Gable’s lawyers also Tuesday filed a motion to vacate the nearly nine year federal sentence issued in 1991 after he was convicted of being a felon in possession of a firearm and sentenced as a career criminal. oregonlive.com, "Prosecutors clear way for Frank Gable’s potential release from prison soon, under federal supervision," 25 June 2019 Scheiner, the sportswriter for the college paper, is now a white-collar criminal defense attorney in Houston. Gregory Korte, USA Today, "The rise of Rick Singer: How the mastermind of college admissions scandal built an empire on lies, exploited a broken system," 19 June 2019 Researchers continue to wrangle with CRISPR while others debate the ethics of catching criminals with public genealogy data. Jessica Mcdonald, Discover Magazine, "The State of Science, 2019: Genetics," 16 June 2019 Amy, this is the kind of weapon a criminal would possess! Amy Dickinson, The Denver Post, "Ask Amy: Dad is horrified to learn there’s a gun in the house," 13 June 2019 While individuals are frequently attacked, criminals increasingly extort institutions that have deeper pockets and readily pay the ransom to minimize disruption to their operations. Renee Dudley, ProPublica, "The Trade Secret Firms That Promised High-Tech Ransomware Solutions Almost Always Just Pay the Hackers," 15 May 2019 There have been warnings to residents about the potential for criminals to infiltrate caravans (echoing statements from the U.S. administration) and suggestions that there are kidnappers and organ traffickers in the mix. Whitney Eulich, The Christian Science Monitor, "Mexico to US: You think caravans are tough for you?," 11 Apr. 2019 But everyone on the island knows everyone and hears everything, and criminals are in charge. Francine Prose, Harper's magazine, "Down and Out in the Peloponnesus," 10 Apr. 2019 Or prisoners may learn from other prisoners how to be better criminals. David J. Harding, Scientific American, "Do Prisons Make Us Safer?," 21 June 2019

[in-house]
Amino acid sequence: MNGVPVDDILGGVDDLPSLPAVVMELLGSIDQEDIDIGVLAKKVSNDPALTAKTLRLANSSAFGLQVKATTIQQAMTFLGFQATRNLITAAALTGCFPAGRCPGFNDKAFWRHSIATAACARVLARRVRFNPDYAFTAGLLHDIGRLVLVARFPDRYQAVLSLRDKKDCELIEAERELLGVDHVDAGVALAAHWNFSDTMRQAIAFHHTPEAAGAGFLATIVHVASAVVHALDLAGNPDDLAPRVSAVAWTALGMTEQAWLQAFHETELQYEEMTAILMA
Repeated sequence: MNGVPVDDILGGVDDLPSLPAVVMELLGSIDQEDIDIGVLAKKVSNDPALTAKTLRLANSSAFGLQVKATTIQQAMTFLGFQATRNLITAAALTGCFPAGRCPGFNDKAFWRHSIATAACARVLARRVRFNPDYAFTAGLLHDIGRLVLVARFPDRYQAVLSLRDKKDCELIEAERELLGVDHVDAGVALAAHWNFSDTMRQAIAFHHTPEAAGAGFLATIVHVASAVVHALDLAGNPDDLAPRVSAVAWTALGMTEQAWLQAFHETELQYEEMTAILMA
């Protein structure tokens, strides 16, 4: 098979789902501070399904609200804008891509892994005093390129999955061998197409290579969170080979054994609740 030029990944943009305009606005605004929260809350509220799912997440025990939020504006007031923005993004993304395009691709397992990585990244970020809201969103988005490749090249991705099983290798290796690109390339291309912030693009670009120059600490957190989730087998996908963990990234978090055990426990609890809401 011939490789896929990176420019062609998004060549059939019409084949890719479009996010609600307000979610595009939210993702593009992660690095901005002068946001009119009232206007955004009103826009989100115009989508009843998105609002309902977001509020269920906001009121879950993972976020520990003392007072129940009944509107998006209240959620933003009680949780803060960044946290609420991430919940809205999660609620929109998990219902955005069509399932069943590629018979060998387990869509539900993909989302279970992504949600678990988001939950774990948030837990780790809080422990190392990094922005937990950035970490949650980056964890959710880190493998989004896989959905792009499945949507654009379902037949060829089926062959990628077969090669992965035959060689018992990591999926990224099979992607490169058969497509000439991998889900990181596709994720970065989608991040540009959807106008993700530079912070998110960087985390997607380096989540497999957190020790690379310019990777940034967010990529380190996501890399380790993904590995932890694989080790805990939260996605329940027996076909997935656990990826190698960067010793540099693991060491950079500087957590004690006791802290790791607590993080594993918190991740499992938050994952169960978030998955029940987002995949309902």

These example sentences are selected automatically from various online news sources to reflect current usage of the word 'criminal.' Views expressed in the examples do not represent the opinion of Merriam-Webster or its editors. Send us feedback.

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First Known Use of criminal

Adjective

15th century, in the meaning defined at sense 1

Noun

1610, in the meaning defined at sense 1

History and Etymology for criminal

Adjective

Middle English, borrowed from Anglo-French & Latin; Anglo-French criminal, borrowed from Latin crīminālis, from crīmin-, crīmen "indictment, crime" + -ālis -al entry 1

Noun

derivative of criminal entry 1

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Statistics for criminal

Last Updated

21 Jul 2019

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Time Traveler for criminal

The first known use of criminal was in the 15th century

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More Definitions for criminal

criminal

adjective

English Language Learners Definition of criminal

 (Entry 1 of 2)

: involving illegal activity : relating to crime
: relating to laws that describe crimes rather than to laws about a person's rights
: morally wrong

criminal

noun

English Language Learners Definition of criminal (Entry 2 of 2)

: a person who has committed a crime or who has been proved to be guilty of a crime by a court

criminal

adjective
crim·​i·​nal | \ ˈkri-mə-nᵊl How to pronounce criminal (audio) \

Kids Definition of criminal

 (Entry 1 of 2)

1 : being or guilty of an act that is unlawful, foolish, or wrong
2 : relating to unlawful acts or their punishment criminal law

Other Words from criminal

criminally \ -​nᵊl-​ē \ adverb

criminal

noun

Kids Definition of criminal (Entry 2 of 2)

: a person who has committed an unlawful act

criminal

adjective
crim·​i·​nal | \ ˈkri-mə-nəl How to pronounce criminal (audio) \

Legal Definition of criminal

 (Entry 1 of 2)

1 : relating to, involving, or being a crime criminal neglect criminal conduct
2 : relating to crime or its prosecution brought a criminal action criminal code — compare civil sense 4, penal

criminal

noun

Legal Definition of criminal (Entry 2 of 2)

1 : one who has committed a crime
2 : a person who has been convicted of a crime

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More from Merriam-Webster on criminal

Rhyming Dictionary: Words that rhyme with criminal

Thesaurus: All synonyms and antonyms for criminal

Spanish Central: Translation of criminal

Nglish: Translation of criminal for Spanish Speakers

Britannica English: Translation of criminal for Arabic Speakers

Comments on criminal